In late January 2017, President Yoweri Kaguta Museveni, of the Republic of Uganda, appointed ambassadors, and heads of diplomatic missions, and forwarded the appointees’ names to Parliament for approval, in accordance with Article 122(1) of the Constitution.
Appointee No. 35 was His Highness Gabula William, appointed Ambassador, in charge of Special Duties, in the Office of the President. His Highness Gabula is a traditional leader in Uganda, serving as the King of Busoga Kingdom. His official title, among the Basoga, is Kyabazinga. His appointment was controversial, with some people supporting, and others opposing it. Those against seem to have been the majority or most vocal; because I am reliably informed that he later rejected the appointment.
The reasons, and merits or demerits of the Kyabazinga’s appointment as ambassador, are not my concern, and point of discussion here. Those are largely speculative, and I wouldn’t like to engage in speculation. Rather, my points of interest are legal matters that came up in the debate.
The first, and most important, was a quasi-legal issue on the appointment’s social implication on the status of the Kyabazinga, and pride of Busoga kingdom in general. As required by Article 122(1) of the Constitution, such appointments must be approved by Parliament, which is headed by a Speaker. There is a specific committee of Parliament that vets and approves (or disapproves) presidential appointments. It is called the Appointments Committee, and according to the Rules of Procedure of Parliament, it is chaired by the Speaker of Parliament. In Uganda’s case today, the Speaker is a Musoga lady, Right Honorable Rebecca Alitwala Kadaga. She is a no nonsense, and very independent minded legislator. As far as Busoga society, and kingdom affairs are concerned, culturally speaking, Rt. Hon. Rebecca Kadaga, is a subject of the Kyabazinga, and therefore subordinate to him. Those opposed to the appointment partly based their objection on this, saying that the King cannot appear before his subject, to justify himself, for whatever reason. They even issued threats of a constitutional petition challenging the appointment in courts of law.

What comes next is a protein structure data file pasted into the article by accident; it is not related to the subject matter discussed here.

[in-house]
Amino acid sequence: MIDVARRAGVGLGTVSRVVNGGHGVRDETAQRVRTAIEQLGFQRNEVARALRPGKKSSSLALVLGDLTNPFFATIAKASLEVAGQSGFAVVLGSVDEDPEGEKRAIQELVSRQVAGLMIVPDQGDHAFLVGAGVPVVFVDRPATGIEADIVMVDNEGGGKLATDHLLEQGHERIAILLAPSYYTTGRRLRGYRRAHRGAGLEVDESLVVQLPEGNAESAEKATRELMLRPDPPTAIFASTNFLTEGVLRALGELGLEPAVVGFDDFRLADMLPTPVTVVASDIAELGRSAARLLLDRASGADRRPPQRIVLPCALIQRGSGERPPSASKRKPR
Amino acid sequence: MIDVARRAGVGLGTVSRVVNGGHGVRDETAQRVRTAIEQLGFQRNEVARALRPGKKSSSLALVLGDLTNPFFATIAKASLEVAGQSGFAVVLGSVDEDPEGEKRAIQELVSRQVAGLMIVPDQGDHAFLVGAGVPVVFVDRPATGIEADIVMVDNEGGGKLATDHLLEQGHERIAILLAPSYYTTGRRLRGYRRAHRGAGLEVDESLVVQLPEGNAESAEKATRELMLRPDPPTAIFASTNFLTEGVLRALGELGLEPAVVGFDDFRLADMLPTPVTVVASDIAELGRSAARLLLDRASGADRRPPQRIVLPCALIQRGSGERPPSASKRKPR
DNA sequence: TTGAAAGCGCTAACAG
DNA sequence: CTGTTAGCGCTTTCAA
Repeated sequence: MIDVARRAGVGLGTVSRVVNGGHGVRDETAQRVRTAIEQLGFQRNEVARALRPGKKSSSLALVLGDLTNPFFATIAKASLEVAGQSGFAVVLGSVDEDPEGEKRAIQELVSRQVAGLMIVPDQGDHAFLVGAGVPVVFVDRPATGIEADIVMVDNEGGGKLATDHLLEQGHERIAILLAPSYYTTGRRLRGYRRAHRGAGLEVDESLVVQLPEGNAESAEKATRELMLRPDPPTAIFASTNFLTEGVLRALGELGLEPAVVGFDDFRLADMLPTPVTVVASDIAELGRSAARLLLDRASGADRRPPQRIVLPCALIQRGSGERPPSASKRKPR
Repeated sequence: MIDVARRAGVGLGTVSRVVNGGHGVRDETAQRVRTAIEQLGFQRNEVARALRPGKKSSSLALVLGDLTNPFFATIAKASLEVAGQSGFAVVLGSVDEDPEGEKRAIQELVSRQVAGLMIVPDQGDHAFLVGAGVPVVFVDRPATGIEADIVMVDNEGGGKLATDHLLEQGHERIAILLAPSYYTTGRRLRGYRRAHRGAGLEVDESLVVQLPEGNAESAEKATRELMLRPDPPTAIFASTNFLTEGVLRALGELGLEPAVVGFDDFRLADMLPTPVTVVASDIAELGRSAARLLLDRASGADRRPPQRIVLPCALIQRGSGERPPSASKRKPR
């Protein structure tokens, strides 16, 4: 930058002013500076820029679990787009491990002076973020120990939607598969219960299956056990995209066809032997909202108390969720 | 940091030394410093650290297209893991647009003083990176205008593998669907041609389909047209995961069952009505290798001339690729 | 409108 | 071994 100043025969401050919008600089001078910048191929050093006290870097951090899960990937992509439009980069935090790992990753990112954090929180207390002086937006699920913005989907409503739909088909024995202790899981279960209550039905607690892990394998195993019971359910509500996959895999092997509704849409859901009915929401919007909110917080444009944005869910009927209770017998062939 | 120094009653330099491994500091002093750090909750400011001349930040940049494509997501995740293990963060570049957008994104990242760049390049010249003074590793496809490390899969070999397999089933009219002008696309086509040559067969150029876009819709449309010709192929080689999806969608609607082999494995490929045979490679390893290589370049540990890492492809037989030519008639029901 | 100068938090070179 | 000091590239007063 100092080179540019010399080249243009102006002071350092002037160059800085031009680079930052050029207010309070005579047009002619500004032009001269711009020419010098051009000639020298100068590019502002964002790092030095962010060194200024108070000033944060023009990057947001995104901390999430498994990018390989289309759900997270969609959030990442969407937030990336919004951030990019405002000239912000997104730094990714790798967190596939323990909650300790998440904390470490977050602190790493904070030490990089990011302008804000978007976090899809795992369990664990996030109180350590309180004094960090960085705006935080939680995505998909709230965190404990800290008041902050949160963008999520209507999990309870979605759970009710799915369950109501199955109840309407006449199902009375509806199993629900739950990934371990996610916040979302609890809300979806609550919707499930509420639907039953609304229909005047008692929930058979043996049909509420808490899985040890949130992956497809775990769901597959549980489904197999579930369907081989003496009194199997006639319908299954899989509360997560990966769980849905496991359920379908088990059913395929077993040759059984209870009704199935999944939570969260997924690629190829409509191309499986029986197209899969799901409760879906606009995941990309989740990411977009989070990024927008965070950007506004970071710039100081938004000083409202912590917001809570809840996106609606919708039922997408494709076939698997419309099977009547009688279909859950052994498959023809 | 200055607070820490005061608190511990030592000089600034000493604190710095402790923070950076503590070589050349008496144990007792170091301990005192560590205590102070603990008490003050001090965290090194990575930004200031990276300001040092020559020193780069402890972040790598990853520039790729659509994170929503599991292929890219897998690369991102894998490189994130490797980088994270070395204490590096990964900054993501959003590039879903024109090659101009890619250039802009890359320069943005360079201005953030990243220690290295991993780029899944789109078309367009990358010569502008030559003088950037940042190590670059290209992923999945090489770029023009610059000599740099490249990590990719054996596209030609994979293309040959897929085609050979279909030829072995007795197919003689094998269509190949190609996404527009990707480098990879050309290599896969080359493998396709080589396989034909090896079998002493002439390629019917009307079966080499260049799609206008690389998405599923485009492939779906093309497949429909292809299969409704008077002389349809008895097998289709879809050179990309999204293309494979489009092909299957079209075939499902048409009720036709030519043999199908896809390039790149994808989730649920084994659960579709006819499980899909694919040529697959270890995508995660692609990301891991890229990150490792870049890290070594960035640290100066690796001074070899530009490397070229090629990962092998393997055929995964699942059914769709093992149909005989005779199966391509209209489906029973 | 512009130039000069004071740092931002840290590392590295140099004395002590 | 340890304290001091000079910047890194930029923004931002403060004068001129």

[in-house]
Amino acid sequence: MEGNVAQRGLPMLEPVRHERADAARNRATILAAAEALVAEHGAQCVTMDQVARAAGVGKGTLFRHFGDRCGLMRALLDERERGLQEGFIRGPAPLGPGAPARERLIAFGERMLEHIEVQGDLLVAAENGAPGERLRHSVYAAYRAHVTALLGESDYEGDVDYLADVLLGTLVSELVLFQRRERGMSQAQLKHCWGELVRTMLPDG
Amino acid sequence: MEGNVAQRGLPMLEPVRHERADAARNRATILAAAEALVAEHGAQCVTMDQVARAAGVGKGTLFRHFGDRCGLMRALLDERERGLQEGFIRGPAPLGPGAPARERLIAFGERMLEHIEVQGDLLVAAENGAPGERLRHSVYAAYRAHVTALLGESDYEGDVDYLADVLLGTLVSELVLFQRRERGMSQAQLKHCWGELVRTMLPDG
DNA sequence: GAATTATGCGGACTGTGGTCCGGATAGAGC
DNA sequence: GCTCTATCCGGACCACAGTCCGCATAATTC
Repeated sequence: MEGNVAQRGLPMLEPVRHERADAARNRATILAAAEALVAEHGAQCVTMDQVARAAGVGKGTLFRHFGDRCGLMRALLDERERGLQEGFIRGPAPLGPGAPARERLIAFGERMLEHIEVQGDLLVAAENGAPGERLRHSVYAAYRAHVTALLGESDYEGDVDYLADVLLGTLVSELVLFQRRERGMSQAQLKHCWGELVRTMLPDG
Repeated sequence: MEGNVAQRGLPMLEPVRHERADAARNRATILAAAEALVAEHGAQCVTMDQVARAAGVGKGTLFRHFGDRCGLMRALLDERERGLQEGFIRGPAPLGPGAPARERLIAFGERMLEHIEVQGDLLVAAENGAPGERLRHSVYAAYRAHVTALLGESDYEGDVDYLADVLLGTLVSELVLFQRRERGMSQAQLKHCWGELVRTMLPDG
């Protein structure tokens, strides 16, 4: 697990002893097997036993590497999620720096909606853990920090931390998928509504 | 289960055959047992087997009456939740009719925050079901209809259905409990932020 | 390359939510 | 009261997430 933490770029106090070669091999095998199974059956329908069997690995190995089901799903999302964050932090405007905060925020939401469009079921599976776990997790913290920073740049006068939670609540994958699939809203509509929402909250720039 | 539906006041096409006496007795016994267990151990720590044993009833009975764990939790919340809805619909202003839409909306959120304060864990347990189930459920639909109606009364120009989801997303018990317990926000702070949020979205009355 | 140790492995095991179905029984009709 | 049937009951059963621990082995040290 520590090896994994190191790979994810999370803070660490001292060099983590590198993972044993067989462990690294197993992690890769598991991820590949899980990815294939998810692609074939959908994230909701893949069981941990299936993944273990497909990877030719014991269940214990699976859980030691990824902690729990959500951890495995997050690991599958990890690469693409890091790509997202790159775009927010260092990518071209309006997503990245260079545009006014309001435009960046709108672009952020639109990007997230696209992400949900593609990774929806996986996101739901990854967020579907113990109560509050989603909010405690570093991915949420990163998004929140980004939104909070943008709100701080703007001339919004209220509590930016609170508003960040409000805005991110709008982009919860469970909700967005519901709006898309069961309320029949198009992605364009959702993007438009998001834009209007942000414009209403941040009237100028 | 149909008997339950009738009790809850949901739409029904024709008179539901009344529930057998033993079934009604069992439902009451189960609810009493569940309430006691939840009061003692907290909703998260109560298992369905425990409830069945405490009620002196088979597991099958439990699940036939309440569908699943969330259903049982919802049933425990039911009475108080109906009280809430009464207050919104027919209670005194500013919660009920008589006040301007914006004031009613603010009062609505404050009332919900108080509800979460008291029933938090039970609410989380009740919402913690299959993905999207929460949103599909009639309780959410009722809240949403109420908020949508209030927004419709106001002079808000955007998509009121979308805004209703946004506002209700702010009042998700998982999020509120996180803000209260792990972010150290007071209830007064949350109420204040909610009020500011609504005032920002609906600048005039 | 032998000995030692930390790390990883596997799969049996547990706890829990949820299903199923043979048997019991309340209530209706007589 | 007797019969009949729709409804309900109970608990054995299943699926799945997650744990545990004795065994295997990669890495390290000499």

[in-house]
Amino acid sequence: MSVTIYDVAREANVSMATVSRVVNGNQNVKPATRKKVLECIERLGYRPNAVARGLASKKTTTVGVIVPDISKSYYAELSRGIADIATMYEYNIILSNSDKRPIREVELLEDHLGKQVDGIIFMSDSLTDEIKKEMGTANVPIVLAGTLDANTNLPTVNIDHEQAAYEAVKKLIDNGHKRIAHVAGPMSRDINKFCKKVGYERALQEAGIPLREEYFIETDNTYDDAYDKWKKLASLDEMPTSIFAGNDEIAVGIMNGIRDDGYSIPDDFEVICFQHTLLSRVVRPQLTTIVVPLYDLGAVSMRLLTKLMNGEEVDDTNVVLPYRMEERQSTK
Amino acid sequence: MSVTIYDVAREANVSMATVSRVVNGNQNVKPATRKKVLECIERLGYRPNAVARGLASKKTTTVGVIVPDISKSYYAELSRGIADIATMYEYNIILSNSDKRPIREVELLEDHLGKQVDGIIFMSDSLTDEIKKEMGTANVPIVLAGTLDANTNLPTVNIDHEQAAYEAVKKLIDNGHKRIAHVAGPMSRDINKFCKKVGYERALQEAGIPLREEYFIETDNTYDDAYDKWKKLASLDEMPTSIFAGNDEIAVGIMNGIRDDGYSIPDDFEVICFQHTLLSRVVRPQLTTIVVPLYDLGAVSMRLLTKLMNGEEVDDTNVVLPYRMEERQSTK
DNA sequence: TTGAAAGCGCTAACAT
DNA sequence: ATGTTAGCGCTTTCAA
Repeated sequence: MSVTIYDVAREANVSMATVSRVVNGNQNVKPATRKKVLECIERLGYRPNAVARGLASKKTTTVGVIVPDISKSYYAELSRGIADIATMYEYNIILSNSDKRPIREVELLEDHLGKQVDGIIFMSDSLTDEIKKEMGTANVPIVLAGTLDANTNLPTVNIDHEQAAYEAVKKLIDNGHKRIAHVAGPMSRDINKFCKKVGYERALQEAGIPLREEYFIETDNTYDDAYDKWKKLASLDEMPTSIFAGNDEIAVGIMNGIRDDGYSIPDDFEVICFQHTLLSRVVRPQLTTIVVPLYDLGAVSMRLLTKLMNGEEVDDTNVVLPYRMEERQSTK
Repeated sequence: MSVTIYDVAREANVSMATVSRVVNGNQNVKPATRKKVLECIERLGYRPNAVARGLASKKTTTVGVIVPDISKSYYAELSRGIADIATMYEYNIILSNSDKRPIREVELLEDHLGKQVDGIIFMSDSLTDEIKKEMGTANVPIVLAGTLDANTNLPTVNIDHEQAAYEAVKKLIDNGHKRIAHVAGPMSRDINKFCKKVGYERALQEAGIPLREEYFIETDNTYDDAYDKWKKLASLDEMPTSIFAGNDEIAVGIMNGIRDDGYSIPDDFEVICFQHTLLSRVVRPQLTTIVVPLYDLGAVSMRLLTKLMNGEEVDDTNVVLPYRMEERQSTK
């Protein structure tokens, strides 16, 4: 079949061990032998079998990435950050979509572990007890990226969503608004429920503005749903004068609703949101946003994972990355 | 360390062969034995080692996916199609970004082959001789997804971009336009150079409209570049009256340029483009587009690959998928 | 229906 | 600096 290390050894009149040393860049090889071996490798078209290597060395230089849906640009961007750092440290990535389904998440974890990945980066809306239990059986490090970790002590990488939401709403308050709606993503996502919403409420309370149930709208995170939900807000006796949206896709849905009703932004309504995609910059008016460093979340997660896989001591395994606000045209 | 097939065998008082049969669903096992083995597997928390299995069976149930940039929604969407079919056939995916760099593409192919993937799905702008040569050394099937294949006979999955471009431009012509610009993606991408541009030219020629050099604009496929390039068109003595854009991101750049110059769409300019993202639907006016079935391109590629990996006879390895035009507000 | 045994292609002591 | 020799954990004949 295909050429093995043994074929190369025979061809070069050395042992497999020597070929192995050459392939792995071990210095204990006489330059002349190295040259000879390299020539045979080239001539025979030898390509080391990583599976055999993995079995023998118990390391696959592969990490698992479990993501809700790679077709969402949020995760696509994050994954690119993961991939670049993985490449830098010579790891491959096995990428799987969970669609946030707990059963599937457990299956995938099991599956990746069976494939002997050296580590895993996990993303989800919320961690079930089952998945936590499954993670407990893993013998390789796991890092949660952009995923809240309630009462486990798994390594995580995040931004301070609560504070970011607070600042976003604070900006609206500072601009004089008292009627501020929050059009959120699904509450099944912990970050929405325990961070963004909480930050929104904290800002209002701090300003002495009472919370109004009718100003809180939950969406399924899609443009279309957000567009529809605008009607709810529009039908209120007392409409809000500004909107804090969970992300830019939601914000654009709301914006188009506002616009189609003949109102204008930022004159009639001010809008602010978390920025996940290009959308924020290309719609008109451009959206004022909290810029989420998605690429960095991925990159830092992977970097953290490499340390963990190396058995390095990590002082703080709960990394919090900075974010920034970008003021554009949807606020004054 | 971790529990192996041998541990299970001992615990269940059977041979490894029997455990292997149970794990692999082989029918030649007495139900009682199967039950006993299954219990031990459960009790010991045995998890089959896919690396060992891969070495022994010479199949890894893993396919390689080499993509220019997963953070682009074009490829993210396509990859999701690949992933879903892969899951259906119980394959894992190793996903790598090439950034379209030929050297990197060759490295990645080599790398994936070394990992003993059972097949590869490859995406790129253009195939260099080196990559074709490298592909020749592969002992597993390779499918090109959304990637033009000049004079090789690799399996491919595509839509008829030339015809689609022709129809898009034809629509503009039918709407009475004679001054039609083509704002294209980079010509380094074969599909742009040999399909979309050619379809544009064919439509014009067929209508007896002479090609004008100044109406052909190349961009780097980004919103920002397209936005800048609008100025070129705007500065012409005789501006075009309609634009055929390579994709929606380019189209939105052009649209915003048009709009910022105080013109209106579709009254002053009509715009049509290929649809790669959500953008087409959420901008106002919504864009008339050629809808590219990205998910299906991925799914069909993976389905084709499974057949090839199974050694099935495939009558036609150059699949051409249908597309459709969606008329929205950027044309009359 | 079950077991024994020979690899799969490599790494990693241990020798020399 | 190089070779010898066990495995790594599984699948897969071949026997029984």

Yet Rt. Hon. Kadaga, as Speaker of the Parliament of the Republic of Uganda, is a national leader who therefore, necessarily is superior to cultural leaders, because Uganda is a republic, not a monarchy. Therefore, national leaders take precedence over traditional or cultural leaders. Indeed, Article 98(2) of our Constitution states that, ‘The President shall take precedence over all persons in Uganda, and in descending order, the Vice President, the Speaker and the Chief Justice shall take precedence over all other persons in Uganda.’ Please note that the Constitution says ALL PERSONS, which means that there are no exceptions envisaged here. Therefore, Speaker Kadaga takes precedence over, and is therefore, superior to her traditional leader, His Highness Gabula William. If the Kyabazinga does anything (like accepting a presidential appointment) that requires him to appear before his otherwise cultural subject, he must comply. One cannot eat his cake, and also have it. The law must be followed.
The second issue was on the legality of the appointment. The argument was that according to Article 246(3)(f) of the Constitution, traditional or cultural leaders, like the Kyabazinga, are prohibited from having or exercising ‘… any administrative, legislative or executive powers of Government or local government.’ This argument is correct, because being an ambassador, necessarily entails having or exercising administrative powers of government. I contend that those without any administrative, legislative or executive powers are lower than, and subordinate to, those with them.